•Test 6: Sit and down on command and stay in place (including when owner is over 10 feet away)

•Test 7: Come when called

•Test 8: React politely to another dog (no pulling, barking or lunging)

•Test 9: React calmly to distraction (Examples of distractions include dropping a chair, rolling a crate dolly past the dog, having a jogger run in front of the dog, or dropping a crutch or cane.)

•Test 10: Maintain good manners while owner is out of sight for 3 minutes 

Dodger and his owner Melissa after passing CGC test [photo source: pitsisters.org]

Dodger and his owner Melissa after passing CGC test [photo source: pitsisters.org]

Several weeks ago Ruby and I started taking weekend classes at a dog training facility that’s running a summer special. She passed Obedience 1 in one class, and Obedience 2 in two classes. This past weekend was her first Obedience 3, a class geared specifically toward preparing dogs for the CGC test. We’re with about ten other dogs, including a large grey poodle named Louie. He looks very similar to the dog pictured below.

[photo source: valleyviewdogs.com]

[photo source: valleyviewdogs.com]

Louie is so well-behaved, I’m not sure why he’s still in training. His owners, a somewhat pale and tired-looking husband and wife team, seem to be in control of his every thought and movement. If they weren’t so Jedi-focused on Louie, they might have noticed me and Ruby staring at them, dumbfounded.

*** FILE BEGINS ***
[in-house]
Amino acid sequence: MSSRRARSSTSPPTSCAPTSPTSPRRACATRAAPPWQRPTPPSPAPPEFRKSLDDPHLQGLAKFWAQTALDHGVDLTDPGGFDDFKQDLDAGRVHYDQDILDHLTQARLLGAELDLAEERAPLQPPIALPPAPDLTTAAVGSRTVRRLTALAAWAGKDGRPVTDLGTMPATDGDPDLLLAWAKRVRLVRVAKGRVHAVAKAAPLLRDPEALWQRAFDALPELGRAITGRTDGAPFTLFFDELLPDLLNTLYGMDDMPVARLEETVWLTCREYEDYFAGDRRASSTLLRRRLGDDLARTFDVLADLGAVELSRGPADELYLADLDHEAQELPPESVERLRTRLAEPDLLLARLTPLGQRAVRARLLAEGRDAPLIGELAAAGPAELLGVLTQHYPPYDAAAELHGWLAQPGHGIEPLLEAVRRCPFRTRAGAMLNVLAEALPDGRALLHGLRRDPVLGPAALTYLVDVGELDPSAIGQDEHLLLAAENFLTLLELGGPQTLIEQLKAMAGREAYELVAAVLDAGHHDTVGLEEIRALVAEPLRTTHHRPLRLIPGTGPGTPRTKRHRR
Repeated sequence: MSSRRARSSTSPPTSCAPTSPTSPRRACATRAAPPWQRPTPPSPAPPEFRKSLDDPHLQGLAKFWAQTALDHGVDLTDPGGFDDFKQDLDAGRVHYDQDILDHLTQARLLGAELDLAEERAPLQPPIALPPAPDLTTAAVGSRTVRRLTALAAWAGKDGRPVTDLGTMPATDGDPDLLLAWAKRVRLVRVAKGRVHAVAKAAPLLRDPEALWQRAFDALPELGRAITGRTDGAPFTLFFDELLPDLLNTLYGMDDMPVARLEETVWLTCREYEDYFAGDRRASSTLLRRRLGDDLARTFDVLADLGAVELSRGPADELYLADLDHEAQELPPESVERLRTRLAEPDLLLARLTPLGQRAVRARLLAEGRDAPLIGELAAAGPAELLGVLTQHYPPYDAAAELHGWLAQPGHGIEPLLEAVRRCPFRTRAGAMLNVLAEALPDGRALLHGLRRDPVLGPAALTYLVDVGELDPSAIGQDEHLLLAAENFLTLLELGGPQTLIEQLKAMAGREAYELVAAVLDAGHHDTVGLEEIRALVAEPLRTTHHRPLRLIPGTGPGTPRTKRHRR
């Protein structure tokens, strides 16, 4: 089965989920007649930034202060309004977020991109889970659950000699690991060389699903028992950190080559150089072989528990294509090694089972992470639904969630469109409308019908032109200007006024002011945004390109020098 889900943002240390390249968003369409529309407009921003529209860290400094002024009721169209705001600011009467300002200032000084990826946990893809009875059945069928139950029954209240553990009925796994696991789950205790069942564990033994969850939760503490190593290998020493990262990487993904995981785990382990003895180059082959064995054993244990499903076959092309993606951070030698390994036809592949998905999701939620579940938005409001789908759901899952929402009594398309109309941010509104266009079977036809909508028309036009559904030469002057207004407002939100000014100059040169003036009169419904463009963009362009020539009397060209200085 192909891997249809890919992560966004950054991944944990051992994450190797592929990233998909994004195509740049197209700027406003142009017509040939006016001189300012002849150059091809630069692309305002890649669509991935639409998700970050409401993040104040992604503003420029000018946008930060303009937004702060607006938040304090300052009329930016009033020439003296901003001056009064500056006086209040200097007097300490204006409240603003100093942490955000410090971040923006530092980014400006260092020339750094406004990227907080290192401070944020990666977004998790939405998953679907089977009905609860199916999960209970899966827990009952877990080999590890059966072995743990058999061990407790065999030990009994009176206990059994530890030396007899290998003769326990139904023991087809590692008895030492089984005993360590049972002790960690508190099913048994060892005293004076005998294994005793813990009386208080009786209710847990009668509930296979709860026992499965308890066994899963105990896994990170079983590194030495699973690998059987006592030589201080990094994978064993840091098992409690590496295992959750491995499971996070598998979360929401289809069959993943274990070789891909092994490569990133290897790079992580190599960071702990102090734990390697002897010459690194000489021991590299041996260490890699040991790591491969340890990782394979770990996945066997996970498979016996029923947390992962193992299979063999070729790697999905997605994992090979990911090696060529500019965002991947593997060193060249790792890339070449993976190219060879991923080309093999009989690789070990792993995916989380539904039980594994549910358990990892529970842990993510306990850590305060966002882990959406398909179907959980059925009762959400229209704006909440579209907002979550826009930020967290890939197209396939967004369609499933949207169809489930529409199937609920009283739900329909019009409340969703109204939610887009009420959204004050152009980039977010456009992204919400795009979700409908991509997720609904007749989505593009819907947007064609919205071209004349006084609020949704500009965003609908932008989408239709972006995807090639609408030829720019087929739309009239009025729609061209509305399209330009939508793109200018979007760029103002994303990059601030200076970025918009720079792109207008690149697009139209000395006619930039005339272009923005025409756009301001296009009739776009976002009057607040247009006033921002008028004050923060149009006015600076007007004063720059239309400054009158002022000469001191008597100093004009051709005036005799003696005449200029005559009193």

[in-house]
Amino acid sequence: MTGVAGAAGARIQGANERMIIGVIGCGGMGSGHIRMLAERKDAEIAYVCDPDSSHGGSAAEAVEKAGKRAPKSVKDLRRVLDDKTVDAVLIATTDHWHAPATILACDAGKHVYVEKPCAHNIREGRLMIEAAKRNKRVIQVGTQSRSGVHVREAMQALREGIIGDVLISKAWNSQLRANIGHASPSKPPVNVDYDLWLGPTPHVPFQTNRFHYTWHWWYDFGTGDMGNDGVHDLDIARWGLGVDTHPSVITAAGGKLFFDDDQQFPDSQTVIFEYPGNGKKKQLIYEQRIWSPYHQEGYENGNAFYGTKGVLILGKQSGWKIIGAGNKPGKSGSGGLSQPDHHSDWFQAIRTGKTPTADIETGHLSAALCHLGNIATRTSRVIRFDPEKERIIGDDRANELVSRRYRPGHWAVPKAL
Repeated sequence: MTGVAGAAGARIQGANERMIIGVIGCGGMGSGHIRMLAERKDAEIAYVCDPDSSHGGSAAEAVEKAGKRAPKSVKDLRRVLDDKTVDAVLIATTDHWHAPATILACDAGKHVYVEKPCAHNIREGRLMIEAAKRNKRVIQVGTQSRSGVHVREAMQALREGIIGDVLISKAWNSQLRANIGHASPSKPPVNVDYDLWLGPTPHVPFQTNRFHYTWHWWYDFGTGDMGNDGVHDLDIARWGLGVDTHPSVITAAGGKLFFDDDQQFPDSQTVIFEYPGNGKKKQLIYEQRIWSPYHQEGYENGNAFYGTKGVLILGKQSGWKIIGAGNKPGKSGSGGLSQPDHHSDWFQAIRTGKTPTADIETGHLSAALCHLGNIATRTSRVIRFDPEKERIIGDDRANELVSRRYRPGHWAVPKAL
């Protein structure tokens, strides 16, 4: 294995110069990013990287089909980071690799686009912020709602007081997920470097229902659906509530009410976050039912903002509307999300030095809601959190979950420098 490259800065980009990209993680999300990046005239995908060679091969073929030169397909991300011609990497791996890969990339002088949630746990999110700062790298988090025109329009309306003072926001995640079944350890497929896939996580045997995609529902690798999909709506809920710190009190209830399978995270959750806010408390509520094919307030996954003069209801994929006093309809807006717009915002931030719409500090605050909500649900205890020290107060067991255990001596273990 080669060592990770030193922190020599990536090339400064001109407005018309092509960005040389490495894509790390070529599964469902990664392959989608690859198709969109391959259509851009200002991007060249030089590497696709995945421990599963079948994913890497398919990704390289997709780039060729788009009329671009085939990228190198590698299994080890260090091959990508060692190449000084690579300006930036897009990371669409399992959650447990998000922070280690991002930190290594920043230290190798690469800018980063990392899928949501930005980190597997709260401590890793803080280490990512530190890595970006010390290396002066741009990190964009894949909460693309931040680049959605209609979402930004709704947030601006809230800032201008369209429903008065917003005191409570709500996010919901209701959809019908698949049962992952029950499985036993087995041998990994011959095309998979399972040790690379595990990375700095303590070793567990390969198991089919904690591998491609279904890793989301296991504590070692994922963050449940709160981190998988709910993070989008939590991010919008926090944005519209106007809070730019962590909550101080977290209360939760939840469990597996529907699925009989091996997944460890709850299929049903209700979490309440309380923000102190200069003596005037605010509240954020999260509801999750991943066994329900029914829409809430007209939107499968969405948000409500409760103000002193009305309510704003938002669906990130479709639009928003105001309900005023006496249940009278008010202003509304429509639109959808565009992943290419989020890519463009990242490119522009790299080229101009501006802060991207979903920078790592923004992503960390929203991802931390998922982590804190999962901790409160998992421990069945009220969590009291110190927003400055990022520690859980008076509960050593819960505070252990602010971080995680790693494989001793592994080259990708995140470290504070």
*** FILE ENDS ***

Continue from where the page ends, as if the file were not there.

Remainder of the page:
At the end of class, we approached Louie’s parents and while our dogs played, I asked his parents how long he’s been training.

“Since he was a puppy,” they said. “Now he’s 13 months.” 

“You’ve done a fantastic job,” I gushed. “He seems perfect to me.”

“Thank you,” the woman smiled, “but he didn’t pass the test.” 

Apparently, Louie did everything perfectly until the very last test, when his owners had to leave him for 3 minutes. “He couldn’t handle it,” the woman sighed, then gave another little smile. “But we’re going to try again.”